Pathways to Prosperity (P2P) is excited to announce its newest project: Developing an Evidence Base and Sharing Settlement and Integration Practices that Work (DEB)
P2P has been contracted by Immigration, Refugees and Citizenship Canada (IRCC) to design, implement, and evaluate a process for identifying and sharing promising practices in settlement and integration with an empirical basis for their effectiveness.
Promising practices are practices that have an objective basis for claiming effectiveness in achieving their stated aims and that have the potential for replication. Thus, promising practices are defined in terms of their effectiveness, which can be empirically measured as successful outcomes of the practice. Our approach will focus not only on identifying truly promising practices, but on analyzing and sharing key features that can be replicated. Of course, promising practices may have faced challenges in their initial implementation, and these challenges will also be considered and analyzed so that others can learn from these experiences.
Over the next two years, P2P will produce 25 videos and accompanying briefs on promising practices in the immigrant settlement and integration sector, targeting a range of service areas and client groups. The Affiliation of Multicultural Societies and Service Agencies of BC (AMSSA) has been contracted to co-lead and coordinate the project.
P2P Annual National Conference
Pathways to Prosperity 2018 National Conference Aimed to Inform, Engage, and Support Those Working in the Area of Immigration
On November 22-23, the Pathways to Prosperity held its Sixth Annual Conference – Borders, Welcoming Communities, and the Politicization of Immigration: Challenges and Opportunities Surrounding the Dynamic Movement of People. On November 21, Pathways to Prosperity also supported a Preconference of Local Immigration Partnerships – Paving the Way for our Future: A Conference for LIP Engagement and Sustainability. The conference attracted 450 attendees and the preconference 165, with registration sold out well in advance. As we continue to grow, we thank all those who support the Pathways to Prosperity and participate in our activities.
The first day of the conference began with opening remarks by Vicky Boldo of the Montreal Urban Aboriginal Community Strategy Network, and by Éric Gervais of the Ministry of Immigration, Diversity and Inclusion, Quebec. This set the tone of respect for our presence in Montreal on the unceded Indigenous lands of the Kanien’kehá:ka Nation. The second day of the conference kicked off with an engaging special keynote address by Sharon Bala, author of The Boat People, reminding us of the importance of story-telling in influencing public attitudes toward immigrants and immigration. The conference also included four plenary sessions on current issues, including The Politicization of Immigration, The Role of Immigration in Canada’s Labour Market, Strategizing around Refugee Claimants, and Settlement Challenges in Traditional and Non-Traditional Receiving Communities. In between, there were 29 workshops and presentations of 33 posters. Judging by the enthusiasm of participants and comments received to date, all the events were a tremendous success, featuring high quality presentations and engaging those in attendance.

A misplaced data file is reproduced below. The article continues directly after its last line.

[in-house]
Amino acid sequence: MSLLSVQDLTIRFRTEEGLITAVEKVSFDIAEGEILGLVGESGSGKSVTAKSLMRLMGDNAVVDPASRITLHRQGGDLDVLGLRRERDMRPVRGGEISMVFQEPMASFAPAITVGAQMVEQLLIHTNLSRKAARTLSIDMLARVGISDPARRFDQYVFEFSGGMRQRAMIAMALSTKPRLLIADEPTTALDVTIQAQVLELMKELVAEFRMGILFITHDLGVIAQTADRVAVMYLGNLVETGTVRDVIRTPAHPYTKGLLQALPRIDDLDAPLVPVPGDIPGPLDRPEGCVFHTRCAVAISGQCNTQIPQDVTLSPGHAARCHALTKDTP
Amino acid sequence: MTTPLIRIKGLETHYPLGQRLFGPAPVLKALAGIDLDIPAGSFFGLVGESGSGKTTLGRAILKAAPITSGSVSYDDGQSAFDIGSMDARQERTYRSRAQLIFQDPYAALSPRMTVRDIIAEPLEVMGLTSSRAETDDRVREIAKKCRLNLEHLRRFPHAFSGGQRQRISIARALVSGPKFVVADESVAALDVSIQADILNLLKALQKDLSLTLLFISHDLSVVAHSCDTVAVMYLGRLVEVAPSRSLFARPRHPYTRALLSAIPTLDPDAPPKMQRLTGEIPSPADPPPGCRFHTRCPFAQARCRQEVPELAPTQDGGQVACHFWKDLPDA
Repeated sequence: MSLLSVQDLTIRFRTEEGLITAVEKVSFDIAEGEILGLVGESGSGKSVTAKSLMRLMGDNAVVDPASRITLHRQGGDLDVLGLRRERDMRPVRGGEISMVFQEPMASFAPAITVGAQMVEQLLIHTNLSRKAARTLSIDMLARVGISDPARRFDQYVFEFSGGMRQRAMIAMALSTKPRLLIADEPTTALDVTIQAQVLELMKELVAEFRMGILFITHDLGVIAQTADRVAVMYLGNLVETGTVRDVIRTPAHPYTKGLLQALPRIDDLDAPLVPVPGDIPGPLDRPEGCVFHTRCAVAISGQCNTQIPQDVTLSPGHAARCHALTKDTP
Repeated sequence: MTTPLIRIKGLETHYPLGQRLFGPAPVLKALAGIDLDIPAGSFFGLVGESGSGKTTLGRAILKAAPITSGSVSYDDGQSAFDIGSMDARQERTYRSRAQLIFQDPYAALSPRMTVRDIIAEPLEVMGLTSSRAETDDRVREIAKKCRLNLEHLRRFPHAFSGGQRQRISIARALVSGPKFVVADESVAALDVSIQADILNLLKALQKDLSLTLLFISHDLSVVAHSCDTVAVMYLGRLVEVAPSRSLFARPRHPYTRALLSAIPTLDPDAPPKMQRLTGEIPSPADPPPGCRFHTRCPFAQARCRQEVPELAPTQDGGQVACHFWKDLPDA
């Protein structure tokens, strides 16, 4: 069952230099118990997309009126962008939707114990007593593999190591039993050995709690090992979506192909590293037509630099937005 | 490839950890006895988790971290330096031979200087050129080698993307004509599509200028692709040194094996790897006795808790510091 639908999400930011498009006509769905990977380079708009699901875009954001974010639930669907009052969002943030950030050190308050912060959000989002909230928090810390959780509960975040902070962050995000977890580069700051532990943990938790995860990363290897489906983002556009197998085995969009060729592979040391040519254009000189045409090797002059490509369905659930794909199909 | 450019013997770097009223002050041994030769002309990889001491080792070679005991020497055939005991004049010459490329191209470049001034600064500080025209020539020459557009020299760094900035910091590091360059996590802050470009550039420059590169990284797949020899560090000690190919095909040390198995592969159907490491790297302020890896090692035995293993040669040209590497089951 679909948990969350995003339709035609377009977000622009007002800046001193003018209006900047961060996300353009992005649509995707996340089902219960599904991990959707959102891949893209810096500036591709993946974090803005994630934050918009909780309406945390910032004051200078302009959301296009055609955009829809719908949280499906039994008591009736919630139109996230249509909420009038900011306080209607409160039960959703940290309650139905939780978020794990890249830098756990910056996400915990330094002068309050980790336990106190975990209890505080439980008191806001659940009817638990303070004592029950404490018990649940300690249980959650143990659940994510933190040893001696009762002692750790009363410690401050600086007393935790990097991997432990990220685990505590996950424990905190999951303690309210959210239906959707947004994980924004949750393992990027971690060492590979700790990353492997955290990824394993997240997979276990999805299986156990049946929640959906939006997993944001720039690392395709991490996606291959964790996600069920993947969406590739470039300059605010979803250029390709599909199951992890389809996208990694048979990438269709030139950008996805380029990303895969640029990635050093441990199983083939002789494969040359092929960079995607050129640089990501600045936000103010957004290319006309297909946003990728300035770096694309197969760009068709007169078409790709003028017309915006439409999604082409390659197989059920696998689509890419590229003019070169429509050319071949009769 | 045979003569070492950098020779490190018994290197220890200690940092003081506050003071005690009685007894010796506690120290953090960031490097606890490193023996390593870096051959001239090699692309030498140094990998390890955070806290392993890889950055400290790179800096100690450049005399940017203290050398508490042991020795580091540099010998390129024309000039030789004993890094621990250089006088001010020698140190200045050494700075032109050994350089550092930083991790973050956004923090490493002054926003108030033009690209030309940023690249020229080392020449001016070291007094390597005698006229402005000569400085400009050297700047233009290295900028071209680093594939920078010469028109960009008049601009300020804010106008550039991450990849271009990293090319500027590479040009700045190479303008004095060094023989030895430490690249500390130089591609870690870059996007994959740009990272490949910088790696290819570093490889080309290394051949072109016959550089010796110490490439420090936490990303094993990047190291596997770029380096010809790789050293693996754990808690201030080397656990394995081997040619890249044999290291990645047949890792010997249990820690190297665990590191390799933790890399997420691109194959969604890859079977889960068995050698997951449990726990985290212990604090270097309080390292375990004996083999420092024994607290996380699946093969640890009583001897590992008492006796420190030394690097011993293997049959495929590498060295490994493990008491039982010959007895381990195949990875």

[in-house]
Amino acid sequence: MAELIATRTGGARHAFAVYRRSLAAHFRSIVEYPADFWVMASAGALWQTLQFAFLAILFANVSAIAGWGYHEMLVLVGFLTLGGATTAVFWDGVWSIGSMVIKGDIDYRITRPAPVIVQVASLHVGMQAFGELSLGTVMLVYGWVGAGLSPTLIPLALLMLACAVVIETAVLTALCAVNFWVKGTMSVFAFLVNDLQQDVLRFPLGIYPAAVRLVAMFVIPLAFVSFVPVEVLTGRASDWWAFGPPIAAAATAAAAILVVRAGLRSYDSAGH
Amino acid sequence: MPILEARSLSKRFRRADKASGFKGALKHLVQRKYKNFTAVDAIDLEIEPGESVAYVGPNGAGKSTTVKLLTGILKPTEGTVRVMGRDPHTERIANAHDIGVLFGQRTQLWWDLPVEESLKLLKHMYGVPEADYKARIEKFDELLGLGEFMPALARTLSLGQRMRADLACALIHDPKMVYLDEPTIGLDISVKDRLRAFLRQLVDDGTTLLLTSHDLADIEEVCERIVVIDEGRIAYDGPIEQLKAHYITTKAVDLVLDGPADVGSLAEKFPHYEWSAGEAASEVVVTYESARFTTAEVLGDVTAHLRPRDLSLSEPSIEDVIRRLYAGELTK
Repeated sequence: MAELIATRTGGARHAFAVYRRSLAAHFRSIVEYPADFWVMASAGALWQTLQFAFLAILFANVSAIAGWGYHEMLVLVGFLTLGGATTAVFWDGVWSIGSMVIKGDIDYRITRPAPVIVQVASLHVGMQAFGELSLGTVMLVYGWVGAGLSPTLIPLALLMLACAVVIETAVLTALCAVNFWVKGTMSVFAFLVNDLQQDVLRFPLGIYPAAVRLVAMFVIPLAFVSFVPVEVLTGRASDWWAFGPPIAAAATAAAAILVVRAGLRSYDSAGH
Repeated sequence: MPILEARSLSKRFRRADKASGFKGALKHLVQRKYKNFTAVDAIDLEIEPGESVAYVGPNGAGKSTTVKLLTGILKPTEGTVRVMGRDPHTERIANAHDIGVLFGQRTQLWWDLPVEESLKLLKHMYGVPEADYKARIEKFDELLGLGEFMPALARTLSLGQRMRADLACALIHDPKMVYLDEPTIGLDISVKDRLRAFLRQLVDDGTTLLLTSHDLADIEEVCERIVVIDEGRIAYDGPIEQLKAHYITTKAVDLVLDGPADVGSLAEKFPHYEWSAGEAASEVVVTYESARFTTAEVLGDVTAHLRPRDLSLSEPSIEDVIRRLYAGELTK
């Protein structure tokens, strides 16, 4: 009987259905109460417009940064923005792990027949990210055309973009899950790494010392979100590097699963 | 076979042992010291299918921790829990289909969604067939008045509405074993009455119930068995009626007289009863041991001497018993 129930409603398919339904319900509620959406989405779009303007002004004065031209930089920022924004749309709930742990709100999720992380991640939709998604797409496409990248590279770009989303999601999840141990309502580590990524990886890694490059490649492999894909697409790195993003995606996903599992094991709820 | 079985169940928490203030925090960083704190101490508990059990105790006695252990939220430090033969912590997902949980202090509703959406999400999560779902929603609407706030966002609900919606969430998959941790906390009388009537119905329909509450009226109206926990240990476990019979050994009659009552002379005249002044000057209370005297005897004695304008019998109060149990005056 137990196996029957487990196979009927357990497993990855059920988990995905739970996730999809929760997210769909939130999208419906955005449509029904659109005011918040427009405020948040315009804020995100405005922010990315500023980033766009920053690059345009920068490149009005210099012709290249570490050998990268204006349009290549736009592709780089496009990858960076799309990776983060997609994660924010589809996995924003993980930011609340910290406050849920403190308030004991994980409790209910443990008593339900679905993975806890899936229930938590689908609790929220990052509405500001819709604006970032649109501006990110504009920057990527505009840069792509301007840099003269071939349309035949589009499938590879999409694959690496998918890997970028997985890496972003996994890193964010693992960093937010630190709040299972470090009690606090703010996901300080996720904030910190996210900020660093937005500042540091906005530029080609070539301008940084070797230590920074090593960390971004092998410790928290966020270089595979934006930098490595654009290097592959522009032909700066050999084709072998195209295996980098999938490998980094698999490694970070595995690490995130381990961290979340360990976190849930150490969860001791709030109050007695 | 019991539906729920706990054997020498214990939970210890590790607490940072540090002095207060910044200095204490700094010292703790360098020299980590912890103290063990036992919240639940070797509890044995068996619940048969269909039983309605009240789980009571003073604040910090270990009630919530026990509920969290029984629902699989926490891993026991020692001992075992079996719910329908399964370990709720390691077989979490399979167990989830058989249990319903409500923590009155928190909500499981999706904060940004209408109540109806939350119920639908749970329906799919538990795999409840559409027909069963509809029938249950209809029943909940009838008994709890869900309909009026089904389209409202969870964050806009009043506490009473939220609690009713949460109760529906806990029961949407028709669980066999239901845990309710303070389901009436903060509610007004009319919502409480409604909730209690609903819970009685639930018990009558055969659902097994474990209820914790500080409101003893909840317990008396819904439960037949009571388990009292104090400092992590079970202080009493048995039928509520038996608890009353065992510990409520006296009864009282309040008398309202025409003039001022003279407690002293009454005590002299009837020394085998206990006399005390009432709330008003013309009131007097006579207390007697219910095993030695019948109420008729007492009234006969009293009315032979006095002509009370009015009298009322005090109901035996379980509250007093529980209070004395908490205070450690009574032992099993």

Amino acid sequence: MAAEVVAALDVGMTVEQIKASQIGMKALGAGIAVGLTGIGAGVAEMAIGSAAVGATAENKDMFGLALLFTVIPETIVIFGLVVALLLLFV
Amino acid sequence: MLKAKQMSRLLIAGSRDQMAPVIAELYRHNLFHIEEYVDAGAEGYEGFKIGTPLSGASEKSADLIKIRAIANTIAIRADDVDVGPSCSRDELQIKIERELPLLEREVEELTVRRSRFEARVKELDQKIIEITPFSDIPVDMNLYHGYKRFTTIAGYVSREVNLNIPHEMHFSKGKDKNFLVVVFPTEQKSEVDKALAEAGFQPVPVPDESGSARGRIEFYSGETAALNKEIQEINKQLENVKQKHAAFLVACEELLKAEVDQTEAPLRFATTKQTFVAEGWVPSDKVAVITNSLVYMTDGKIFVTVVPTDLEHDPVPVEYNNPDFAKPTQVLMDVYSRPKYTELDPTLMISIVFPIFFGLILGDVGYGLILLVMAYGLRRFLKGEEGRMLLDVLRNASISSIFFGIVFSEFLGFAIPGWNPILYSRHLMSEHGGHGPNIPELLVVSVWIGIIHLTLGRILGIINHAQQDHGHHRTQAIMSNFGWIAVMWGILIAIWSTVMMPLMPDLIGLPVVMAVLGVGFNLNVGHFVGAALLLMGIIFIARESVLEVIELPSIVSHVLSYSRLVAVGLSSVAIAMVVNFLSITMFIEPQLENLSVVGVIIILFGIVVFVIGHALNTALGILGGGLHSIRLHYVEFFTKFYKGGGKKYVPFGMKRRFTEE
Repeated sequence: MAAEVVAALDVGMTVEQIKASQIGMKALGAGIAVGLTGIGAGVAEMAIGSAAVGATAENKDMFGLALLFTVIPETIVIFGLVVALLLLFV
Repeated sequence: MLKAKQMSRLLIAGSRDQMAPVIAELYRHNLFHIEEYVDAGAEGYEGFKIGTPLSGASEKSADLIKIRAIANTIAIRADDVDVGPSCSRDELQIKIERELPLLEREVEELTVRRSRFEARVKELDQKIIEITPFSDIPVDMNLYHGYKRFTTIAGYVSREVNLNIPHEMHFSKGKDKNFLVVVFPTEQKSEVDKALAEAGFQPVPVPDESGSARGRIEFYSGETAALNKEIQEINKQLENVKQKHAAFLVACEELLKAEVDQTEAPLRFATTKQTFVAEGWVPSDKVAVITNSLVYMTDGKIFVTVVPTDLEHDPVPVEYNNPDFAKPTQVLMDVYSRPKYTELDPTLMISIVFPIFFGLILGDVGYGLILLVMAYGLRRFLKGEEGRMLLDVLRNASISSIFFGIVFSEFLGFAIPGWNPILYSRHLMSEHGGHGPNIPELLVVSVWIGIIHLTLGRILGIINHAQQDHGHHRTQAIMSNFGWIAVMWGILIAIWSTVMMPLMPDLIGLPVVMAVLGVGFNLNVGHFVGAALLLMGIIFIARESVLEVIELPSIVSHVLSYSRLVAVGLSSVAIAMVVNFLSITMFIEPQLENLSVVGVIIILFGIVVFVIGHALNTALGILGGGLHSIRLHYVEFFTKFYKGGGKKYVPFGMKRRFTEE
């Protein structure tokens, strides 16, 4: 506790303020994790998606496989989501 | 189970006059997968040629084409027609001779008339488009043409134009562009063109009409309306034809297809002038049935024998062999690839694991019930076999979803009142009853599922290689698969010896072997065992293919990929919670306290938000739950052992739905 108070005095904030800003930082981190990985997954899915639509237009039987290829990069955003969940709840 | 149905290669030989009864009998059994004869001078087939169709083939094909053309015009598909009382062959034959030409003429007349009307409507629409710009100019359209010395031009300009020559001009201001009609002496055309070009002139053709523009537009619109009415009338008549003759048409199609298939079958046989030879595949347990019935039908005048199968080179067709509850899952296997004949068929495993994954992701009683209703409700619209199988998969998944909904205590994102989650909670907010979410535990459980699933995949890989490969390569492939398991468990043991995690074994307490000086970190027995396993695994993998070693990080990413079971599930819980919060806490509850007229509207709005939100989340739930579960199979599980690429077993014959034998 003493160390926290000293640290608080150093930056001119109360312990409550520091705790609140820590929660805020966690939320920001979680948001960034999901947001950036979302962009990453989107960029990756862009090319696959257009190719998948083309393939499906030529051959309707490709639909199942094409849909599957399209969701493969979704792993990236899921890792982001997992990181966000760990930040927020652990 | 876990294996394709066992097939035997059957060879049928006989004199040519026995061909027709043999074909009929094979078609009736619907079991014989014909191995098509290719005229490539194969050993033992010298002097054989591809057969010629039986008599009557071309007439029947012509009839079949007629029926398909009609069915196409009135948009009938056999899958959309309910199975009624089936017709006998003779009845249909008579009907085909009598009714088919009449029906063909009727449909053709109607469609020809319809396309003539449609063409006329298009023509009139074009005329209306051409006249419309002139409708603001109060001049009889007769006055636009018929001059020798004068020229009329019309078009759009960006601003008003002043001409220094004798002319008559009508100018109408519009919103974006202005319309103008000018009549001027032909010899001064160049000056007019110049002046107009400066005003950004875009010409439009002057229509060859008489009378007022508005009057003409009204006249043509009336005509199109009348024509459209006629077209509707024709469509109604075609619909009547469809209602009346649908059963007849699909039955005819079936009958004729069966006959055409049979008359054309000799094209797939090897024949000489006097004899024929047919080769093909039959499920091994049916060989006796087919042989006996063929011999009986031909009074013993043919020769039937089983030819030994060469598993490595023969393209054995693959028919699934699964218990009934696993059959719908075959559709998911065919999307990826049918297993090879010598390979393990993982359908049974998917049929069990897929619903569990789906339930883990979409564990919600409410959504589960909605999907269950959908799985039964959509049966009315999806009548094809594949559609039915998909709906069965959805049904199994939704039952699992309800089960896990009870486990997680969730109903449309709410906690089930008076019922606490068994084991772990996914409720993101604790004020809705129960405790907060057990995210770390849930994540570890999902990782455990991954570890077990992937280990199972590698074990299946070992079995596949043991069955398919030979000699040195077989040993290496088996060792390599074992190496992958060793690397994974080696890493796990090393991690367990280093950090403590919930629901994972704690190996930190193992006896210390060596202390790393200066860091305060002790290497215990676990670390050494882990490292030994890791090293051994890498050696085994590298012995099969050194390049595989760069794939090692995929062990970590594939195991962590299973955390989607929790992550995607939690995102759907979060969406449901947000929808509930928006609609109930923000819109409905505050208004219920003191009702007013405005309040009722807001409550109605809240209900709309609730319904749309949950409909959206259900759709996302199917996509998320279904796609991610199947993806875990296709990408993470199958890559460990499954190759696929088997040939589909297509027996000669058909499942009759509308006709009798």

The preconference focused on how we can expand the LIP partnerships to include non-traditional partners, how we can work to sustain and ensure the continuity of the LIPs, how LIPs can continue to do good work on anti-discrimination and promoting welcoming communities, and, finally, on the possibility of coming together to establish a national LIP secretariat. P2P also continued the tradition of preparing a PowerPoint presentation and booklet of LIP achievements. Informal comments and feedback received to date indicate that the preconference was a great success and P2P was encouraged to continue this excellent meeting for the LIPs. In addition, the FCFA has indicated that the Réseaux en immigration francophone will rejoin the preconference next year and contribute their additional expertise and connections.
We would like to thank all presenters and chairs who worked so hard to ensure that the conference and preconferences were a success. We also thank all of the exhibitors, and the sponsors for their support – World Education Services; Immigration, Refugees and Citizenship Canada; the 2019 International Metropolis Conference; and the Intercultural Competency Advantage Program of the Cross Cultural Learner Centre. In addition, this conference would not have been possible without the generous support of our main funder, the Social Sciences and Humanities Research Council of Canada.
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